It was all over in 60 seconds. The hillside in Oso, Wash., crumbled, sending 10 million cubic yards of mud downhill at the incredible speed of 60 miles per hour, across the Stillaguamish River, over the small neighborhood at Steelhead Drive and all the way to the far side of the valley.
In the end, a square mile area was buried in mud and debris, 30 homes were flattened, and 36 people, at the most recent count, were killed.
"It would be like a wall of semi-trucks, shoulder to shoulder, a kilometer wide — all moving at 60 miles per hour,” Dr. Richard Iverson, a landslide specialist with the U.S. Geological Survey's Cascades Volcano Observatory, told a local news station. "That's how I picture it."
This computer model, created by Iverson, shows the slide's rapid descent:
Here's more from the Seattle Times on Iverson's investigation of the landslide, which he called "freakish":
Iverson spent several days at the site last week and is compiling the first scientific report on what he believes will be a “profoundly important” event in the understanding of landslide hazards.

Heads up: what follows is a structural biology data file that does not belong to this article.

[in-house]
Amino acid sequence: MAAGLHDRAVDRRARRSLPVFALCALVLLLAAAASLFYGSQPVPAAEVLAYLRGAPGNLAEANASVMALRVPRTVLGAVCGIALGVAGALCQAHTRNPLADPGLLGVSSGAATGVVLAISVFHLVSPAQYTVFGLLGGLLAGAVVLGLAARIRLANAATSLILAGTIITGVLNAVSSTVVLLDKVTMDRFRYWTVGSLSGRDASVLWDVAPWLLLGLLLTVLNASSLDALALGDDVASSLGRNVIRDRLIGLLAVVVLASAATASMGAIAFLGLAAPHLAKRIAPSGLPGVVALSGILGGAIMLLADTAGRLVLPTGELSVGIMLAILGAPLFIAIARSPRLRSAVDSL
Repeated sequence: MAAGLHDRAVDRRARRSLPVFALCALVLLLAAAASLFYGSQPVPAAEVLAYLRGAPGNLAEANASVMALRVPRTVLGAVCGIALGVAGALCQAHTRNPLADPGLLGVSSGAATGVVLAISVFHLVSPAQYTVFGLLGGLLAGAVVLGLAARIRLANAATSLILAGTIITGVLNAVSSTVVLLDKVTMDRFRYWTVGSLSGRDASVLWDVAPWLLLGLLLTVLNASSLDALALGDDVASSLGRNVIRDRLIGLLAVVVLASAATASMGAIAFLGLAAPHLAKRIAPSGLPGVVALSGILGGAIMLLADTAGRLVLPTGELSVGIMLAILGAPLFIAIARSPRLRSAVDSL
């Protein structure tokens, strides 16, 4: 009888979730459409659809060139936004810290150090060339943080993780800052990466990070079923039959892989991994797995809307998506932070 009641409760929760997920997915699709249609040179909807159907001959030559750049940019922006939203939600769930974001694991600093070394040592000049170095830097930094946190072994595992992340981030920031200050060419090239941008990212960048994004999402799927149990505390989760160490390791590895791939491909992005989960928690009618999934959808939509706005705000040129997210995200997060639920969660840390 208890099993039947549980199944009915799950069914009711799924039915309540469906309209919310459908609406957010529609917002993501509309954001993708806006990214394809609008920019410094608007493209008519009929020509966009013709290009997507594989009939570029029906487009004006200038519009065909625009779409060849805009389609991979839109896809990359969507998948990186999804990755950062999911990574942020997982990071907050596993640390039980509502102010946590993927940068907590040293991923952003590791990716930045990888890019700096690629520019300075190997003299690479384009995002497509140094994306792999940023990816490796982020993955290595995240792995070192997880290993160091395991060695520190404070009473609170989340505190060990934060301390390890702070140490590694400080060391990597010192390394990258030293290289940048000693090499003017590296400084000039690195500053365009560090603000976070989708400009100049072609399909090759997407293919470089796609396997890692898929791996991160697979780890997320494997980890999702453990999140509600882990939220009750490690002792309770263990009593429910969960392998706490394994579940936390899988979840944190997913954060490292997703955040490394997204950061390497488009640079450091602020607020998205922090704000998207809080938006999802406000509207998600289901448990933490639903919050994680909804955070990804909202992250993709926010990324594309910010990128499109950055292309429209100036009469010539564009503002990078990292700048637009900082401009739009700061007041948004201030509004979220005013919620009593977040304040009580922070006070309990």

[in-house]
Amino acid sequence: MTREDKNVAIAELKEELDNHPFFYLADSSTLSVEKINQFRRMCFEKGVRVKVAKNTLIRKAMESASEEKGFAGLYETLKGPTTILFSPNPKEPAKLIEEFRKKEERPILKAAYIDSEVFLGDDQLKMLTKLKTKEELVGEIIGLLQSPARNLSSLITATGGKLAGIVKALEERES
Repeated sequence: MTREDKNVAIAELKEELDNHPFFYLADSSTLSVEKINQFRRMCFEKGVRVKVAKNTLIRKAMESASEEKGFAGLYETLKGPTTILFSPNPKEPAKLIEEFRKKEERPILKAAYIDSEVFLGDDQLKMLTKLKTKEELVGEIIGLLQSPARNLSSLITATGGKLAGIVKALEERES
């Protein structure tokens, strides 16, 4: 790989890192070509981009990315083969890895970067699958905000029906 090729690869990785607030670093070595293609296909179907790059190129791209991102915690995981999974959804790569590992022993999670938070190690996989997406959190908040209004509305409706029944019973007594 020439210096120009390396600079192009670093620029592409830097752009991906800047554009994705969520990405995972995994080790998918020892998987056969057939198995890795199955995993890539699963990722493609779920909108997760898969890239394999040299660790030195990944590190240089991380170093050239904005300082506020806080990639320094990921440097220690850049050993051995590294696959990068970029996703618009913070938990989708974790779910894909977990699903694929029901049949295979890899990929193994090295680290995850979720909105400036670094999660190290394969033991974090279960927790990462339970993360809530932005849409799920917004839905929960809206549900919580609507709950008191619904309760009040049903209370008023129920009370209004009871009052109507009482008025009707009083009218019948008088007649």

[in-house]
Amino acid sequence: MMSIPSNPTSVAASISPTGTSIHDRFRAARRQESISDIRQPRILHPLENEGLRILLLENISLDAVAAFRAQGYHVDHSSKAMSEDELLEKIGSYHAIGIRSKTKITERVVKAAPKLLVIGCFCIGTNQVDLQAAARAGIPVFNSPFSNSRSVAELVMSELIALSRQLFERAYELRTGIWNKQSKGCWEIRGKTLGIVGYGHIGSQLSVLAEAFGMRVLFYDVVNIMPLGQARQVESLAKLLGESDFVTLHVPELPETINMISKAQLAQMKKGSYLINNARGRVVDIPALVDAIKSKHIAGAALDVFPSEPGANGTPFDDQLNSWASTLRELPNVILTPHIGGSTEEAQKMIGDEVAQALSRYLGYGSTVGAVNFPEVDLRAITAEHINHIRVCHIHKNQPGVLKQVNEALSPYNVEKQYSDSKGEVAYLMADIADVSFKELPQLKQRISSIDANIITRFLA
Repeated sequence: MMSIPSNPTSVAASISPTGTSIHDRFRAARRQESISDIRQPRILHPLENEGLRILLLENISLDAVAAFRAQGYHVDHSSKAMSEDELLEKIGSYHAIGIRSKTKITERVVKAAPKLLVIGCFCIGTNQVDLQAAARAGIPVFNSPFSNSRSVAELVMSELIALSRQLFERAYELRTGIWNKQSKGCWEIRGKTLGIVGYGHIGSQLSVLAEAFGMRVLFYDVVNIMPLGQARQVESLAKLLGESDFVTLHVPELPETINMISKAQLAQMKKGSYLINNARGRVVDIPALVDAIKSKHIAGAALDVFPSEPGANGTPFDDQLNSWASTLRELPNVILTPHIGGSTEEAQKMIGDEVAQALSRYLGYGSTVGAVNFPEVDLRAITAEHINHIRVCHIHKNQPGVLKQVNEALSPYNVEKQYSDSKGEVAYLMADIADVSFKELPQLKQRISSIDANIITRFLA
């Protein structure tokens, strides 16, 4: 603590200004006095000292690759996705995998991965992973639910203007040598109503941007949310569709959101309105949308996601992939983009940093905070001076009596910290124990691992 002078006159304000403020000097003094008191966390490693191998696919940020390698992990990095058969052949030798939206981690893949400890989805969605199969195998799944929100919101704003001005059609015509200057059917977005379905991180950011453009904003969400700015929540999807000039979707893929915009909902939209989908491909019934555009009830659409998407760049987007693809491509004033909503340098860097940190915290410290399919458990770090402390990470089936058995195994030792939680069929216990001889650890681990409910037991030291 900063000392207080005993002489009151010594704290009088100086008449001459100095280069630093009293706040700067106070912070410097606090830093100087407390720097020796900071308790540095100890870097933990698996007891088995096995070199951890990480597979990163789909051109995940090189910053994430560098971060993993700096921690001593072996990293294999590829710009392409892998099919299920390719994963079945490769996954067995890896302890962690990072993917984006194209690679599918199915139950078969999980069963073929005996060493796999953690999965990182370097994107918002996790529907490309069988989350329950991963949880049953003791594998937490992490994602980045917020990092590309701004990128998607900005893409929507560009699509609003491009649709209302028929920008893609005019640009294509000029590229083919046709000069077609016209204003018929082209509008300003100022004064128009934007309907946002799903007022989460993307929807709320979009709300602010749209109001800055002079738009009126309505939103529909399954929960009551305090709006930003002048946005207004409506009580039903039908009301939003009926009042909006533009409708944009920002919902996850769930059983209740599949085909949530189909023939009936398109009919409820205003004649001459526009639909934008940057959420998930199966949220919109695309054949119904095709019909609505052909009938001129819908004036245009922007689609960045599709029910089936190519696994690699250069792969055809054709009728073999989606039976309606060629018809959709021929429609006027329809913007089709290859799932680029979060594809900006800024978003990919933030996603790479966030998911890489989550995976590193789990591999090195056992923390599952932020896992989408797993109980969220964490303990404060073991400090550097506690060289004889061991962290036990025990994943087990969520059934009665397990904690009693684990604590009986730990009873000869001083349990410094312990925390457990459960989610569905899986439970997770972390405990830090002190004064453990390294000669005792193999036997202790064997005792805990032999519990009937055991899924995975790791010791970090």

When the recovery effort is over, he and other scientists hope to study the slide in detail, trying to figure out why it so quickly liquefied and ran out for nearly a mile — more than three times the distance Iverson would have expected based on comparison with hundreds of other slides of similar heights.
“This bluff is only about 180 meters (about 600 feet) tall, which by Northwest standards is sort of small potatoes,” Iverson said.
... “Any geologist who went out there would say, yes, this situation is ripe for a landslide,” Iverson said. “But in my mind, the story isn’t that a landslide occurred, but the type of landslide that occurred.”
He blames the disaster on a combination of unusually wet weather, erosion at the toe of the slide and local geology.